Earlier this year, we at Treble complied a best of movie songs; the best music moments on film. If that list was made this month rather than in February, I guarantee that the music from “Once” would have made the list. Once is an unassuming, little indie film from Ireland about two people: a vacuum repairman/street performer and a recent Czech immigrant. There is no great adventure, or far off lands, but really the story of two people who meet and share a very profound bond. I liken it to Richard Linklater’s great companion films Before Sunset and Before Sunrise.
So? You might be asking, this website is about music, not films. Well, smarty-pants, Once is a musical. I know what you’re thinking; this isn’t like Dreamgirls or Joseph and the Amazing Technicolor Dreamcoat (though this might be the first time ever those two things are ever mentioned on Treble). Over the years, the genre of the musical has gotten the reputation of being bombastic and a bit cheesy. But let’s take the word ‘musical’ to its strictest definition: a film or theatrical production consisting of musical numbers and dialogue based on a unifying plot. (Thank you, Merriam Webster.) That is precisely what Once is, the story is propelled by the songs and the music becomes a third character.
The film stars Glen Hansard, of The Frames and also the Alan Parker film The Commitments, and Marketa Irglova, in her first role. Before Once was even made, the two had collaborated on an album, many of the songs from which appear in the film and on the soundtrack. We never learn their names in the film yet they are still familiar and we become close to them. This familiarity is partly because of the winning performances but also because of the songs. Unlike traditional musicals, this one is built around pop songs and the heart-wrenching qualities of these songs allow the audience to identify with them and thus identify with the characters.
In the scene in which Hansard and Irglova meet, Hansard is giving a stirring performance on a worn out acoustic guitar. Count me as having a terrible memory because I can’t quite remember if the song sung was “Leave” or “Say It To Me Now.” Either way, both songs are highly emotional songs full of passion and anger towards the character’s ex-girlfriend. Hansard sings (and at times screams) the song at night with no one around to listen. He is singing as much for himself than for anyone else. Moved by his performance, Irglova then begins to talk to him, recognizing his talent and artistry.
Once is as much about a strong bond between two people as it is also celebrating the performers. The couple bond over music and the film shows the sometimes frustrating and oft times euphoric act of writing a song. Not long after they meet, the couple head into a music store whose kindly owner lets the girl practice on the pianos. Here, he teaches her a song and they begin, haltingly then harmoniously, to sing and play together. It’s barely twenty minutes into the film, but that scene is so profound that I was brought to tears even before even knowing these characters yet. The strength of that scene is a testament of how good the song is. “Falling Slowly” is the lead track off of the soundtrack and it’s a wonderfully aching song. Hansard’s lyrics are appropriate for the film as he sings “I don’t know you, but I want you” and the chorus has a profound sense of yearning as Hansard and Irglova harmonize. It is in this scene that they bond in a way that is more powerful than romance, that there is a synergy between them.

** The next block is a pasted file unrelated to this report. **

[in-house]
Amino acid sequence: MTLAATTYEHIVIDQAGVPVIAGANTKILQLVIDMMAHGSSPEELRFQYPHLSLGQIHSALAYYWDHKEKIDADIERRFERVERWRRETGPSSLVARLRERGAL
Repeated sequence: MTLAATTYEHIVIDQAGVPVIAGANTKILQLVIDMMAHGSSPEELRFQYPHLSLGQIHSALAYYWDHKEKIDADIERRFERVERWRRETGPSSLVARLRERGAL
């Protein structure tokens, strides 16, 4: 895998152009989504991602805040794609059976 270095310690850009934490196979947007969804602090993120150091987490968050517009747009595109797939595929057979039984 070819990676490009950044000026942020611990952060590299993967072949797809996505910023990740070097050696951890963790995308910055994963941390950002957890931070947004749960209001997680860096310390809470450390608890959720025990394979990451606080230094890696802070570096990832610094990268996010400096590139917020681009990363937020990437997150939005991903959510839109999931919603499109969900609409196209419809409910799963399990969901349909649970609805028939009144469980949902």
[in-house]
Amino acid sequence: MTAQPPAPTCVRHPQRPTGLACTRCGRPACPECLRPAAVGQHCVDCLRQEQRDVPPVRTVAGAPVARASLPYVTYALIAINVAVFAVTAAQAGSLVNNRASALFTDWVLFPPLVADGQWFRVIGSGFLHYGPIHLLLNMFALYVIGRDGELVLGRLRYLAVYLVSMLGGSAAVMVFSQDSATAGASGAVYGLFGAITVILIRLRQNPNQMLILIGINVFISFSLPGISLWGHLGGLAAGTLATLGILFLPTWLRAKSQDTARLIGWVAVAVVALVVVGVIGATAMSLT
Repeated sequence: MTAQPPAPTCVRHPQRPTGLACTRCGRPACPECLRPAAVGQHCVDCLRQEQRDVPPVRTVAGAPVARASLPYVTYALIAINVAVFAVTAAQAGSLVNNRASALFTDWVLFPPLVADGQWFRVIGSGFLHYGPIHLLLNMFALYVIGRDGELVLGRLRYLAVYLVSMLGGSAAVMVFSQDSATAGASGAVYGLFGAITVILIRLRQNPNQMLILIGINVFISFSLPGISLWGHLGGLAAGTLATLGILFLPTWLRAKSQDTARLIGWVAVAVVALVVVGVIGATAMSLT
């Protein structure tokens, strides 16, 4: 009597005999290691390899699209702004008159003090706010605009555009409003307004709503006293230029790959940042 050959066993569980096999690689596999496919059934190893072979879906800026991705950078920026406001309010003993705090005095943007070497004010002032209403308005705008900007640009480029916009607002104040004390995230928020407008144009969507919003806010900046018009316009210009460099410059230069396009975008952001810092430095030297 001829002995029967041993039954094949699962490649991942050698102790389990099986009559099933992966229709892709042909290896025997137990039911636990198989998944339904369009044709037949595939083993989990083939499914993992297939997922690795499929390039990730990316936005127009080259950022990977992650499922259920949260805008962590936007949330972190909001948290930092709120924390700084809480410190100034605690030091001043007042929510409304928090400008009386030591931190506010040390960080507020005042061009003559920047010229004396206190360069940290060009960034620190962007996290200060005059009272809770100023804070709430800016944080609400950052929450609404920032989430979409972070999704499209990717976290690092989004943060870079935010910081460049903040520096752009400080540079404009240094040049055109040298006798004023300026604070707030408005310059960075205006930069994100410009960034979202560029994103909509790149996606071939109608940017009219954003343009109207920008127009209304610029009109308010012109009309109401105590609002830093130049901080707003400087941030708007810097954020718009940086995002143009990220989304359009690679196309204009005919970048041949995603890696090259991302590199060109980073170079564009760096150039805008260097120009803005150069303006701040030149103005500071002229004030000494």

Later on, Hansard gives Irglova a CD player and permission to write lyrics for a song he has trouble with. This is another lovely scene as Irglova runs out to a convenience store for batteries and she begins to sing freshly written lyrics on the walk back home. The resulting song, “If You Want Me,” is vulnerable and coyly seductive. Irglova’s sweet vocals recalls Stars’ Amy Millian though with a more Eastern European slant. The scene gives Irglova’s character a melancholy context, but it also exposes the fluidity of songwriting. Likewise a scene in which Hansard writes “Lies” as he watches a DVD recording of his ex-girlfriend on his laptop. “Once” is a film that more or less shows and celebrates the act of songwriting.
Hansard and Irglova may not be singing their songs on a stage or narrating the scenes with them, but the music in “Once” plays such an integral part to the plot that it’s impossible to imagine the film without it. These characters don’t say much in the way of dialogue, but they emit a wealth of emotions in the songs that they sing together. I doubt that I had ever seen a movie that utilized music in such a moving way. By themselves, these songs are wonderfully written but in the context of the film they take on so much more meaning. The film and the songs work together to create a singular moving piece of art.